What does gilded glamour look like in 2022?
We’re less than a week out from the first Monday of May, which makes for much anticipation, guest-list speculation and outfit predictions for the 2022 Met Gala.
This year, the theme is “In America: An Anthology of Fashion,” with a white tie dress code that specifies “gilded glamour.” Stretching from 1870s to the 1900s, the Gilded Age was a period of rapid economic growth and income inequality, with society’s upper echelon donning extravagant and fanciful dress as a means of demonstrating wealth.
“The 2022 Met Gala will ask its attendees to embody the grandeur — and perhaps the dichotomy — of Gilded Age New York,” Vogue stated in an article explaining the theme. As happens every year, we expect some to misinterpret the theme (this isn’t a Bridgerton party), and others to use the red carpet to make political statements (this time on the inequity that defined the era).
One thing’s for sure: there will be a plenitude of opulence on display this coming Monday. Here are five trends we expect to see at the 2022 Met Gala.
Corsets were a staple of womenswear during the Gilded Age, and thanks to this season’s ongoing flirtation with the garment, we expect to see Met Gala attendees donning experimental iterations. With the modern-day embrace of corsetry, there’s no shortage of inspiration. Old-school references can be drawn from Vivienne Westwood, who was a proponent of using deconstructed corsets in her designs. Recent runway shows presented even more contemporary corsetry, such as leather textiles and bondage elements from labels Dion Lee and Roberto Cavalli, as well as futuristic elements that evoke body armour from Balmain and Schiaparelli.
Lots and lots of embellishments
During the historic period’s rapid economic expansion, fabric became cheaper and easier to produce. This resulted in a “more is more” mentality in women’s dress. Evening attire was made up of a variety of textiles and frocks adorned with fake flowers, ruffles, bows and overskirts. This type of opulent embroidery has recently been favoured on the runway by designers like Moschino, Givenchy and Alexander McQueen. Other statement-making add-ons, like elbow-length gloves and feathered hats, were a staple of Gilded Age soirée ensembles. For reference, think intricate embellishments by the likes of Simone Rocha and Balmain.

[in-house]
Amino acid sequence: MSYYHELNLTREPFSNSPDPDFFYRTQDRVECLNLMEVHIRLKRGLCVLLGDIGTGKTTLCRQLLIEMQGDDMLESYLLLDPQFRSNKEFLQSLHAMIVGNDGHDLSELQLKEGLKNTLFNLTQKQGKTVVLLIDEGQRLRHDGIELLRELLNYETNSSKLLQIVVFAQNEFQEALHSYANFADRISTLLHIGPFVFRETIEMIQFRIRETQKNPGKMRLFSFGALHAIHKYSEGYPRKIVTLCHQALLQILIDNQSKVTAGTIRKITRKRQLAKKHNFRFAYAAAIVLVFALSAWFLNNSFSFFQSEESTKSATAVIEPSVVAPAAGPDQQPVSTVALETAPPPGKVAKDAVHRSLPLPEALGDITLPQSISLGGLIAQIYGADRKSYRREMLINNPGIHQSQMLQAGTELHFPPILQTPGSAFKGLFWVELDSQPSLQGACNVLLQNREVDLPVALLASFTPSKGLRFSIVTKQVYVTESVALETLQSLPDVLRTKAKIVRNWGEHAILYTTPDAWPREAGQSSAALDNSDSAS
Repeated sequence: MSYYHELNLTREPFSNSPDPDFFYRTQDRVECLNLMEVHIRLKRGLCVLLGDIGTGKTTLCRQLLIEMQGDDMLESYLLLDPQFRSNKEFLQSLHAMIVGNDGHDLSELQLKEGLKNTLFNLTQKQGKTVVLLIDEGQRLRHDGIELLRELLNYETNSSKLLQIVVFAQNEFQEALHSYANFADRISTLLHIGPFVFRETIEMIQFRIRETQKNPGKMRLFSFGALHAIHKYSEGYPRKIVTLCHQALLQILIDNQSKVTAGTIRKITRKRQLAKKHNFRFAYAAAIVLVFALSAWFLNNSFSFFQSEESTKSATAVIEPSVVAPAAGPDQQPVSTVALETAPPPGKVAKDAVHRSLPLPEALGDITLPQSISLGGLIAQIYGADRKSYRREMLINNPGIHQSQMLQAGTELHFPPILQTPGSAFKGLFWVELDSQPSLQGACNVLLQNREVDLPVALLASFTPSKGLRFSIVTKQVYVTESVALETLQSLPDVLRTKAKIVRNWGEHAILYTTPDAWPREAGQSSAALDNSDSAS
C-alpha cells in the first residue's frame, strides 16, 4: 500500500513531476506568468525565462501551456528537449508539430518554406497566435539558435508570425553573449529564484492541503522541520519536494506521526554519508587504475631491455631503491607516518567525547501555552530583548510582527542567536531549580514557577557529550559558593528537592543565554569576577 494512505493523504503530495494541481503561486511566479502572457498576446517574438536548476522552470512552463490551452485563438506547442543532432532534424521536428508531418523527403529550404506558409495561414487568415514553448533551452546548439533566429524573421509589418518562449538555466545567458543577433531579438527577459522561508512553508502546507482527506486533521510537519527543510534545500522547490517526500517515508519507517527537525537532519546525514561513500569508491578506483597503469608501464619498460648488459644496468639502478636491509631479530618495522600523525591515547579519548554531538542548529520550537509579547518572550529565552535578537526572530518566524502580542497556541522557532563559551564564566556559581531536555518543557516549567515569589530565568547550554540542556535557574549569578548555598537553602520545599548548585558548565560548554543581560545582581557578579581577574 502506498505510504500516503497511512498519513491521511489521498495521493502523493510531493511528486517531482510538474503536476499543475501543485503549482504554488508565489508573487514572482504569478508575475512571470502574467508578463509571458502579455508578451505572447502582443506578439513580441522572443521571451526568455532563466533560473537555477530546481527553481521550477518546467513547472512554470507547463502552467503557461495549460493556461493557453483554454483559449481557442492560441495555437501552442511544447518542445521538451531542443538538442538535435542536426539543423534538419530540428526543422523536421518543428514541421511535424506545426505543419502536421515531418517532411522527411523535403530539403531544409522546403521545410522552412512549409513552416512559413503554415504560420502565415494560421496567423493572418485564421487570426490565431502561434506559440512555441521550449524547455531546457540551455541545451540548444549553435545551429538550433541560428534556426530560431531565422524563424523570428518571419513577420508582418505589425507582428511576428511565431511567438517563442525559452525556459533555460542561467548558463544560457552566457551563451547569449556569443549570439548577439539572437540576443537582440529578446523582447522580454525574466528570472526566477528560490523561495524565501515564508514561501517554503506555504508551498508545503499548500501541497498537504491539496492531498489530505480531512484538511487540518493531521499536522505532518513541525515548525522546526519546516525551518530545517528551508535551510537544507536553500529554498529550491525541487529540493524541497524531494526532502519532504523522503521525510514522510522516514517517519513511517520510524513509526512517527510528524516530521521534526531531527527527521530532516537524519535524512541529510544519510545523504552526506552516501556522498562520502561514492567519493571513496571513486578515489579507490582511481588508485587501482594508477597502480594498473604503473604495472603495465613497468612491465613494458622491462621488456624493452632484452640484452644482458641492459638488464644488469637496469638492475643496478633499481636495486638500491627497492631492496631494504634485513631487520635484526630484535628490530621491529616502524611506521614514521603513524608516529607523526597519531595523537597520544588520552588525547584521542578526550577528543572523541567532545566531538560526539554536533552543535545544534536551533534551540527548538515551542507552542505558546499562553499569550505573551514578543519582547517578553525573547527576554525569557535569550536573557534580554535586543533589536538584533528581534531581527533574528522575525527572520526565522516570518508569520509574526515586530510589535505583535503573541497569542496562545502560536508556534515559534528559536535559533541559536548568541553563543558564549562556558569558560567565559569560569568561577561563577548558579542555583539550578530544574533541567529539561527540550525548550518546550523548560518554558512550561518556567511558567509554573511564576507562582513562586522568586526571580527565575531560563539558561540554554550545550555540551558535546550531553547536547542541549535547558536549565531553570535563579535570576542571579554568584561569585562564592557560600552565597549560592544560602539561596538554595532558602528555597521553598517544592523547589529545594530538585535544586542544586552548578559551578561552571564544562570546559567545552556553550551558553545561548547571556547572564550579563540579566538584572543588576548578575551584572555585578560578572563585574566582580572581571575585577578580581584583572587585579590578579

Bustles with trains for days
At the 2022 Met Gala, statement-making skirts are one of the trends we see coming. For starters, we’ll likely have some extravagant takes on the bustle: a padded undergarment tied onto the body to add fullness to the back of a dress. Pair this with a lengthy train, and you have gilded-glamour-meets-Met-Gala-extravagance. Already this awards season, we’ve gotten a taste of intense, jaw-dropping red carpet trains from Jean Paul Gauthier on stars such as Jada Pinkett Smith at the 2022 Oscars and SZA at the 2022 Grammys.
Regal jewel tones
The dark colour palette comprising amethyst, sapphire, emerald, ruby, garnet and citrine is inspired by the rich hues of rare gems. It only makes sense, then, that these shades will be dominating the Met this Monday. Picture dramatic silhouettes with rich tones, from designers like Harris Reed. Whether it’s monochrome standout gowns or sparkling clutches, jewel tones will take precedence over trending Y2K pastel shades.
Gender-bending attire is becoming a staple of red carpet glamour, and the Met Gala is no exception. Compared to womenswear, men’s fashion was pretty limiting in the Gilded Age — think top hats and waistcoats. Thus, we expect to see some attendees approaching the dress code through a gender-fluid lens. There will likely be women in tops and tails and men in corset gowns (we’re looking at you, Harry Styles and Billy Porter). The more, the merrier!
Regardless of what the red carpet yields, this Met Gala is sure to be filled with art, drama and showroom-worthy frocks.